Servicing insurers must pay PIP benefits for "all reasonable charges" for "care, recovery, or rehabilitation." Mich. Comp. Laws § 500.3107(1)(a). The NFA pays for attendant care, nursing, and other similar medical services, including feeding, bathing, exercising, medicating, and assisting the injured person, performed by family members at reasonable market costs. See Van Marter v. Am. Fid. Fire Ins. Co., 318 N.W.2d 679, 683 (Mich. Ct. App. 1982). The NFA offers "unlimited lifetime benefits" for these "allowable expenses." See Douglas v. Allstate Ins. Co., 821 N.W.2d 472, 482 (Mich. 2012); Mich. Comp. Laws § 500.3107(1)(a). Injured persons can also receive payments for lost wages for up to three years, see Mich. Comp. Laws § 500.3107(1)(b), and up to $20 per day for "replacement services, " which are ordinary and necessary services the injured person would have performed but for the accident, such as lawn care, cooking, housekeeping, and household repairs. See id. § 500.3107(1)(c); Smith v. State Farm Auto. Ins. Co., 30 F.Supp. 3d 657, 662 (E.D. Mich. 2014).

ISSUES AND ANALYSIS

In June 2013, Ms. Wilson instituted this action, bringing three claims against Citizens and Auto-Owners and one additional claim against Citizens only. (Doc. 1 at ¶¶ 25-59.) First, Ms. Wilson alleges that both defendants violated the NFA by failing to pay all available PIP benefits. (Doc. 1 at ¶¶ 25-31.) Second, Ms. Wilson alleges that both defendants breached certain duties she contends servicing insurers owe, including duties to pay and explain all available benefits, respond truthfully to inquiries, and conduct prompt investigations of claims, by failing to inform her of additional services payable under the NFA. (Doc. 1 at ¶¶ 17-24, 32-38.) Third, Ms. Wilson alleges that both defendants engaged in unfair or deceptive conduct in violation of the Michigan Consumer Protection Act by failing to pay all benefits owed and by failing to respond fully and truthfully to inquiries regarding benefits. (Doc. 1 at ¶¶ 45-59.) Fourth, Ms. Wilson brings a claim for "insurance bad faith" against Citizens, alleging that Citizens decreased benefits paid, delayed payments, and failed to fully disclose available benefits, and that these practices constitute unfair and deceptive practices.[4] (Doc. 1 at ¶¶ 39-44.)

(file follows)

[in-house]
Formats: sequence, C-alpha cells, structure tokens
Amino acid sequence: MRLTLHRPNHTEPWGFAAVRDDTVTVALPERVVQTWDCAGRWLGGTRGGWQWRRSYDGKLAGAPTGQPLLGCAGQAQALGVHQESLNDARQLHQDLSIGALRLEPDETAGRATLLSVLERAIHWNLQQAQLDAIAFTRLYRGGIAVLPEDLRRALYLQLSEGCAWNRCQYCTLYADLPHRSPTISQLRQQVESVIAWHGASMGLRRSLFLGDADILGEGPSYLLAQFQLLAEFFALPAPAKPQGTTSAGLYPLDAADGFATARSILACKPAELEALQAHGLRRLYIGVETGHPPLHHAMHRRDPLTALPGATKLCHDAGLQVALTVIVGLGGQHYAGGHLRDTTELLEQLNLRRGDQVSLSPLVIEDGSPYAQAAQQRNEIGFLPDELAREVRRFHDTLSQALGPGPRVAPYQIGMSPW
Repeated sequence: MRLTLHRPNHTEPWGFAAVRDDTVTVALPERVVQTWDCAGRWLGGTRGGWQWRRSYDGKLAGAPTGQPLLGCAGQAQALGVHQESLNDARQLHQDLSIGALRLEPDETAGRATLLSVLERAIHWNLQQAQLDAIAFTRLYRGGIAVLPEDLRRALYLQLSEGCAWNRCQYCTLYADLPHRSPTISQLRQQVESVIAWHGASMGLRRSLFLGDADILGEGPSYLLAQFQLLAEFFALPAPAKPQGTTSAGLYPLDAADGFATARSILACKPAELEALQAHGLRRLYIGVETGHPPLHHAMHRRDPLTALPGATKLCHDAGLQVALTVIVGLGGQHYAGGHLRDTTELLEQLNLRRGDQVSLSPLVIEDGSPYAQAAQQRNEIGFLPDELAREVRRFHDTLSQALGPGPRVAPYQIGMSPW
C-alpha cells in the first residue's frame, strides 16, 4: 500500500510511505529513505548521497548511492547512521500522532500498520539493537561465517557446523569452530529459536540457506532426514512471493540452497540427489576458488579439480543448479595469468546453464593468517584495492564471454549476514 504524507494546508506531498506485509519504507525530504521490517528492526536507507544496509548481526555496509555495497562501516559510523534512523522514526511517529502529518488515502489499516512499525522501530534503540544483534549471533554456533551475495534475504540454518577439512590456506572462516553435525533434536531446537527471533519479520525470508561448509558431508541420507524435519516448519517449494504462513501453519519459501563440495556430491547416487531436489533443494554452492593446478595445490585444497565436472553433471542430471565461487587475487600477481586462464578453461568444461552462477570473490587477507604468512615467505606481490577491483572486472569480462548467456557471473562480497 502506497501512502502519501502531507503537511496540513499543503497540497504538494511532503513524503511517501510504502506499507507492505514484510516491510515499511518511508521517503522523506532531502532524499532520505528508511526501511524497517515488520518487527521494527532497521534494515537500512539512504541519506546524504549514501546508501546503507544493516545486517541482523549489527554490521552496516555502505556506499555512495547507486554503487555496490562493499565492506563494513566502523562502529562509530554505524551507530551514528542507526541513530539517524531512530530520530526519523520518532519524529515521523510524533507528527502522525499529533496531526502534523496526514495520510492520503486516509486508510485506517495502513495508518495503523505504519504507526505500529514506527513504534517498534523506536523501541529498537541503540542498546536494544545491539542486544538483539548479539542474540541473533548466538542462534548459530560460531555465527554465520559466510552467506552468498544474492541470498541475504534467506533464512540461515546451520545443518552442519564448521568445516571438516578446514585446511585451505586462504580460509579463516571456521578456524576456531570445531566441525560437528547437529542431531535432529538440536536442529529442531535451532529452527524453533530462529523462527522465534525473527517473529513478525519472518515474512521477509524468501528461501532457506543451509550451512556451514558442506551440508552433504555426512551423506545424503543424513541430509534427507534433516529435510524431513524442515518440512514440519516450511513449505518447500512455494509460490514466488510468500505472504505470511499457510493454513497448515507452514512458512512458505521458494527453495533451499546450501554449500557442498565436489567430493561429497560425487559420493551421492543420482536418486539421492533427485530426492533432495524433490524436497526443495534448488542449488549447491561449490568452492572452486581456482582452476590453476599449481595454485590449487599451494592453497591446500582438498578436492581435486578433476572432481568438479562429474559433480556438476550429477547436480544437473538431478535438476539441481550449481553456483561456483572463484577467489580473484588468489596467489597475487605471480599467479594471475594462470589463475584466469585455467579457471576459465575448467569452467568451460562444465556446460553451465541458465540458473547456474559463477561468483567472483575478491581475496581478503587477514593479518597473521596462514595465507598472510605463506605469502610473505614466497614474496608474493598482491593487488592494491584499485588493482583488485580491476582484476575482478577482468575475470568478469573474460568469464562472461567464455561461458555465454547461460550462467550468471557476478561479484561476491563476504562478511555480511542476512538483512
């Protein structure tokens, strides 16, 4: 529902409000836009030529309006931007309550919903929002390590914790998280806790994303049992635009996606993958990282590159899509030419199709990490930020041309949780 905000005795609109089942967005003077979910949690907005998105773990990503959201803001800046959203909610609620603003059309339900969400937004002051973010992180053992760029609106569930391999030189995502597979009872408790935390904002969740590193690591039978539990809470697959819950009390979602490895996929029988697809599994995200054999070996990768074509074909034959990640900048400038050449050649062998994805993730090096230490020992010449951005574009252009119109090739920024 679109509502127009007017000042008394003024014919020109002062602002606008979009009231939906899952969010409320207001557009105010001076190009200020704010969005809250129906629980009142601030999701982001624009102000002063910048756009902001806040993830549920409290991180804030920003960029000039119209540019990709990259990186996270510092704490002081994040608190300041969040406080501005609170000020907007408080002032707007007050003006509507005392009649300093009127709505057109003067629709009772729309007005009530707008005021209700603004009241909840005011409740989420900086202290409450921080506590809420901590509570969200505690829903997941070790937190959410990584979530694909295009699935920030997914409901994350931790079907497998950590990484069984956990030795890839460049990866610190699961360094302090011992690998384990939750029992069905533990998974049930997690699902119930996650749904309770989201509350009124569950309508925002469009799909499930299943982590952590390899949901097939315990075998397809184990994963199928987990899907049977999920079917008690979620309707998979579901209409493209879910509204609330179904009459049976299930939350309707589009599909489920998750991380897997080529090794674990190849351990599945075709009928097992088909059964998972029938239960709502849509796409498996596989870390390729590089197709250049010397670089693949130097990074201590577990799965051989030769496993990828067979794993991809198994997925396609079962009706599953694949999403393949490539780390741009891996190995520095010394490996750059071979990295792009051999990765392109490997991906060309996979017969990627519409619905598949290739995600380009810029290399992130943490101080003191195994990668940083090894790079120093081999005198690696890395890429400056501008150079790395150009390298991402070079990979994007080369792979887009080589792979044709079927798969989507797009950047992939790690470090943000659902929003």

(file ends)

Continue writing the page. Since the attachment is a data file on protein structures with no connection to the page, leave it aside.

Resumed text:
Citizens and Auto-Owners contend that Ms. Wilson is not entitled to additional PIP benefits because Gloria was the "owner" of an uninsured vehicle at the time of her accident and was, therefore, never eligible for PIP benefits. (Doc. 40 at 11-13; Doc. 42 at 13-14.) The defendants assert that Ms. Wilson's claims fail because she cannot sue for additional benefits to which Gloria was never entitled in the first place. (Doc. 40 at 14-15; Doc. 42 at 14-16.) The defendants also assert statute of limitations defenses, (Doc. 40 at 15-18; Doc. 42 at 17, 22-25), and ...